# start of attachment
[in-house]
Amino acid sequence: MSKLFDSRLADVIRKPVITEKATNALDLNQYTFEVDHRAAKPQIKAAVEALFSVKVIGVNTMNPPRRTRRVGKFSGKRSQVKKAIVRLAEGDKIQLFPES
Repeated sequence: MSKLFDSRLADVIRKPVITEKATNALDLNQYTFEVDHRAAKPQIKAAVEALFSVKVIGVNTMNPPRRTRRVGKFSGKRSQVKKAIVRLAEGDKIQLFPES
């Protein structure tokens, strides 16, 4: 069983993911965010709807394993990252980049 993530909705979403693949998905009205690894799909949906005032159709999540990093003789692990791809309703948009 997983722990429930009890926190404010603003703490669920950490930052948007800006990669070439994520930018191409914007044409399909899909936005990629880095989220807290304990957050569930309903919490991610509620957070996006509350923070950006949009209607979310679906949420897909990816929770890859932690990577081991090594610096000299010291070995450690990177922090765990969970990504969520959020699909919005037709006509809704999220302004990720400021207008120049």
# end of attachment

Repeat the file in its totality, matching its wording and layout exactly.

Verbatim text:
[in-house]
Amino acid sequence: MSKLFDSRLADVIRKPVITEKATNALDLNQYTFEVDHRAAKPQIKAAVEALFSVKVIGVNTMNPPRRTRRVGKFSGKRSQVKKAIVRLAEGDKIQLFPES
Repeated sequence: MSKLFDSRLADVIRKPVITEKATNALDLNQYTFEVDHRAAKPQIKAAVEALFSVKVIGVNTMNPPRRTRRVGKFSGKRSQVKKAIVRLAEGDKIQLFPES
């Protein structure tokens, strides 16, 4: 069983993911965010709807394993990252980049 993530909705979403693949998905009205690894799909949906005032159709999540990093003789692990791809309703948009 997983722990429930009890926190404010603003703490669920950490930052948007800006990669070439994520930018191409914007044409399909899909936005990629880095989220807290304990957050569930309903919490991610509620957070996006509350923070950006949009209607979310679906949420897909990816929770890859932690990577081991090594610096000299010291070995450690990177922090765990969970990504969520959020699909919005037709006509809704999220302004990720400021207008120049």